Skip to main content

Profiling the budget usage of Plutus scripts

Figuring out why your script takes more CPU or memory units than you expect can be tricky. You can find out more detail about how these resources are being used in your script by profiling it, and viewing the results in a flamegraph.

Compiling a script for profiling

Profiling requires compiling your script differently so that it will emit information that we can use to analyse its performance.


As with profiling in other languages, this additional instrumentation can affect how your program is optimized, so its behaviour may not be identical to the non-profiled version.

To do this, you need to give a couple of options to the Plutus Tx plugin in the source file where your script is compiled.

{-# OPTIONS_GHC -fplugin-opt PlutusTx.Plugin:profile-all #-}
{-# OPTIONS_GHC -fplugin-opt PlutusTx.Plugin:conservative-optimisation #-}

This instructs the plugin to insert profiling instrumentation for all functions. In the future there may be the option to profile a more targeted set of functions. It also makes sure that any inserted profiling instrumentation code would not be optimized away during PlutusTx compilation.

Acquiring an executable script

Profiling works by seeing how the budget is used as the script runs. It therefore requires an executable script, which means that you need not only the validator script but all the arguments it receives. You can get this fully-applied script from the emulator or from the Cardano node.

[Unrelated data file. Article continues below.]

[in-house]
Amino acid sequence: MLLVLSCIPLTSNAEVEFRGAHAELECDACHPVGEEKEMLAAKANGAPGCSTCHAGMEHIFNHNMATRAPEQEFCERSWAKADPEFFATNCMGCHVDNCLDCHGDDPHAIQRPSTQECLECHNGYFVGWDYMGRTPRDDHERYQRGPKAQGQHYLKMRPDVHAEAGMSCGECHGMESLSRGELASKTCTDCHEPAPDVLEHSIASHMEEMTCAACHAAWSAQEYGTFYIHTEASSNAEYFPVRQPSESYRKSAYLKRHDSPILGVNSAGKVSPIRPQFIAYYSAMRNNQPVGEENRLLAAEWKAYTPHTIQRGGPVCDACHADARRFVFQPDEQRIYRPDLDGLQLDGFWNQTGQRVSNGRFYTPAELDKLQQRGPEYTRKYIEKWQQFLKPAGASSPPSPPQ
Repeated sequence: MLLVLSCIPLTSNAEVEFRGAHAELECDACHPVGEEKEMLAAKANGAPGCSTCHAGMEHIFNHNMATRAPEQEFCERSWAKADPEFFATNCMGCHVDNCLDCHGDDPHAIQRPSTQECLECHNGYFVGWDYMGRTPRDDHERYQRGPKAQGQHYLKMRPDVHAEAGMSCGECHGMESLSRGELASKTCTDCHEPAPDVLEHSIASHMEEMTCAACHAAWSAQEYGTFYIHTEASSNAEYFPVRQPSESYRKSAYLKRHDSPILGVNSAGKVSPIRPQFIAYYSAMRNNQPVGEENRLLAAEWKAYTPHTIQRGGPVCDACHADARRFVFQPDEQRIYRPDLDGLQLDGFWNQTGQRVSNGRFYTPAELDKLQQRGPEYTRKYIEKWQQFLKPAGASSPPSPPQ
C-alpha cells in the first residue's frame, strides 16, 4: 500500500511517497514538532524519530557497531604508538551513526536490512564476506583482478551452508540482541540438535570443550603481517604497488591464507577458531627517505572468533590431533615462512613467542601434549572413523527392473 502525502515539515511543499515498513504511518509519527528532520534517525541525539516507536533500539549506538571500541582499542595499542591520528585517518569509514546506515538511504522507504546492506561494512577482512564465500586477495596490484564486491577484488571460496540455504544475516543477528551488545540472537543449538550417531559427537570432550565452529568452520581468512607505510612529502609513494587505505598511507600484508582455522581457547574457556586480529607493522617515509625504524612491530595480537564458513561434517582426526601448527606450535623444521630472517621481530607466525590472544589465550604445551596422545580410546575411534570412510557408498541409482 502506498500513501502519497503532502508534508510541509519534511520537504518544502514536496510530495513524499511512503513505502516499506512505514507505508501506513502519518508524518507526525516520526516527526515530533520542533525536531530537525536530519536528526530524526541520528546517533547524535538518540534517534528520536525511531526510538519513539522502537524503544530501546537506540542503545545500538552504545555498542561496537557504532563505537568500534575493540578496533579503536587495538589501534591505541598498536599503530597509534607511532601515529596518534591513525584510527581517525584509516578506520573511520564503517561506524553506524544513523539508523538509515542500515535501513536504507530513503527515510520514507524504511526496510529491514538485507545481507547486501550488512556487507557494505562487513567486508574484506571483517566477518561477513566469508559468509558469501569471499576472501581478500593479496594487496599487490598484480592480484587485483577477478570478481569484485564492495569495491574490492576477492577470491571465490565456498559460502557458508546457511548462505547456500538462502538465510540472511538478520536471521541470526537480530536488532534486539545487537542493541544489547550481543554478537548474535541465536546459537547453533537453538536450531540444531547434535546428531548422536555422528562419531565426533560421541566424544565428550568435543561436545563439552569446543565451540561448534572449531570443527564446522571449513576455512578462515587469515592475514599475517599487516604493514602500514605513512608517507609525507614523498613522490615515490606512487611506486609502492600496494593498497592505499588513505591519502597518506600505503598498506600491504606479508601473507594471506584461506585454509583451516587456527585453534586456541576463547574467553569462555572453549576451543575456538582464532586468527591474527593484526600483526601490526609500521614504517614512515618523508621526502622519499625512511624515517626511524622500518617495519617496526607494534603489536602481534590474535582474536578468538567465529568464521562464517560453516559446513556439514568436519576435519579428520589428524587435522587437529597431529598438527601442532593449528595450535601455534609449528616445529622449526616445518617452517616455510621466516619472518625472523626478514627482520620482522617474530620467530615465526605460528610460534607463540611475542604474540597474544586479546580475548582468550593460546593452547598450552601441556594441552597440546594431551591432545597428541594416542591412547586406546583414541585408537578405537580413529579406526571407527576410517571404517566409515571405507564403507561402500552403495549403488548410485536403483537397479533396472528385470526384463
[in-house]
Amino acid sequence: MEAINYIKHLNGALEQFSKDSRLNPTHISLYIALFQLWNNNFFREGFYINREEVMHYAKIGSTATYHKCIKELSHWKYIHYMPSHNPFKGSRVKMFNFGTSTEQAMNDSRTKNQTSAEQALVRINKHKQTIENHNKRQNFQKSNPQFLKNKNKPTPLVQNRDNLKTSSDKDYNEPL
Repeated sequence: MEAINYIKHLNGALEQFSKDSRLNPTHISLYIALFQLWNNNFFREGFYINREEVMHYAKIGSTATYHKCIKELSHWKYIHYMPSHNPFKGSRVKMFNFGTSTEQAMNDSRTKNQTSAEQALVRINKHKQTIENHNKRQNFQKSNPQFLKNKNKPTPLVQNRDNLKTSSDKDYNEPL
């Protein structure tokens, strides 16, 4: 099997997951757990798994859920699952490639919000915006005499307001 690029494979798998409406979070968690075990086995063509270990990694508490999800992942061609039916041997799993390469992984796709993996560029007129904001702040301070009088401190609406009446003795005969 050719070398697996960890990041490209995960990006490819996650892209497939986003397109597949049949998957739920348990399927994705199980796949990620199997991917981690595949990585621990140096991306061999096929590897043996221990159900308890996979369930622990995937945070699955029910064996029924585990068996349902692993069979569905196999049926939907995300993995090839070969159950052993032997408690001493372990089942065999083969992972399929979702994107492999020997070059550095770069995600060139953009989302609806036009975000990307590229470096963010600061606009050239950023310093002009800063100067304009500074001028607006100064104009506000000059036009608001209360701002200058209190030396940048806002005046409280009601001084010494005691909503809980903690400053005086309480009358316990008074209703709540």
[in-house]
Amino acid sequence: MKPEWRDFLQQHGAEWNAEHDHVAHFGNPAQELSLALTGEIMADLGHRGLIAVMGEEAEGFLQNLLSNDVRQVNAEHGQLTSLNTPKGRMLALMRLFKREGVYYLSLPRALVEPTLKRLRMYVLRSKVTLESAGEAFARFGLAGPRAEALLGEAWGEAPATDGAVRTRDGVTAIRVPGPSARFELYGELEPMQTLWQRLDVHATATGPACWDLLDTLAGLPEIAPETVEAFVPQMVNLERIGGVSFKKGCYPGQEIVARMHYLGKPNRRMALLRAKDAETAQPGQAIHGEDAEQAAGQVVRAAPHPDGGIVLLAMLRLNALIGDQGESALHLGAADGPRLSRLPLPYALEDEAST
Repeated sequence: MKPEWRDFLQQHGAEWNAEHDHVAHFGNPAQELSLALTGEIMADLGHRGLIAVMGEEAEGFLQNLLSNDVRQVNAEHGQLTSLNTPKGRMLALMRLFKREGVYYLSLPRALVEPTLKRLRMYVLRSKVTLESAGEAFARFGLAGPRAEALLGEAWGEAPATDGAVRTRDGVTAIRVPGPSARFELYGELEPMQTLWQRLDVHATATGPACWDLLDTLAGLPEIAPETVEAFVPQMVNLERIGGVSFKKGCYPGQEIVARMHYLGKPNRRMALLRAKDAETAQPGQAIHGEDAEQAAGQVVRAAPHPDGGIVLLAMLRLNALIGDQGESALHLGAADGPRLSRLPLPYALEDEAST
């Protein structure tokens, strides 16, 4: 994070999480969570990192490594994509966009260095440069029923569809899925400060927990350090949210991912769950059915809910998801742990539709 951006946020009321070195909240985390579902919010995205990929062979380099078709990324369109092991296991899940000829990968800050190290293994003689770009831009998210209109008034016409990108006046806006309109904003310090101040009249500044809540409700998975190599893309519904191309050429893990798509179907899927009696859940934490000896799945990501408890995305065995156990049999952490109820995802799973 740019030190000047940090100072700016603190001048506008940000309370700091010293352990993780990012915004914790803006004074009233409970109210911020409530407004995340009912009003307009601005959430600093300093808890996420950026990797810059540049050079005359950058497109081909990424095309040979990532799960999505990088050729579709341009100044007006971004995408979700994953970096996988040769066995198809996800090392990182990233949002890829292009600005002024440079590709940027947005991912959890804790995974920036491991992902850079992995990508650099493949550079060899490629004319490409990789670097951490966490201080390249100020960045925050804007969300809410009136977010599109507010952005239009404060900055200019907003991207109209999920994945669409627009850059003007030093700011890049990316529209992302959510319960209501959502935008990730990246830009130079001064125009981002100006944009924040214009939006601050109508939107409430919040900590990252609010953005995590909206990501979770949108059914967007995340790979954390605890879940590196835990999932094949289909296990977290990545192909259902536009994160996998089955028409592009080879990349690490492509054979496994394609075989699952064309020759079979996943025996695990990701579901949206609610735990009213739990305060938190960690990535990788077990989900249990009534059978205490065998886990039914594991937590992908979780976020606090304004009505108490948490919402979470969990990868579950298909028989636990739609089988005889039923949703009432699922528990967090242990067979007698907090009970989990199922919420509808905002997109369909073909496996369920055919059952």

Running the script

You can run the script with the uplc executable.


All the executables referred to here can be built from the plutus repository using cabal build.

uplc evaluate -i myscript.flat --if flat --trace-mode LogsWithBudgets -o logs

This runs the script using the trace mode that emits budget information, and puts the resulting logs in a file. This will be a CSV file with three columns: a message indicating which function we are entering or exiting; the cumulative CPU used at that time; and the cumulative memory used at that time.

Analyzing the results

We can then convert the logs into a flamegraph using the standard tool. The traceToStacks executable turns the logs into a format that understands

cat logs | traceToStacks | > cpu.svg
cat logs | traceToStacks --column 2 | > mem.svg

Since can only handle one metric at a time, traceToStacks has a --column argument to select the other column if you want to get a memory flamegraph.

You can then view the resulting SVGs in a viewer of your choice, such as a web browser.

Alternatively, there are other, more powerful, tools that understand the format produced by traceToStacks, such as speedscope.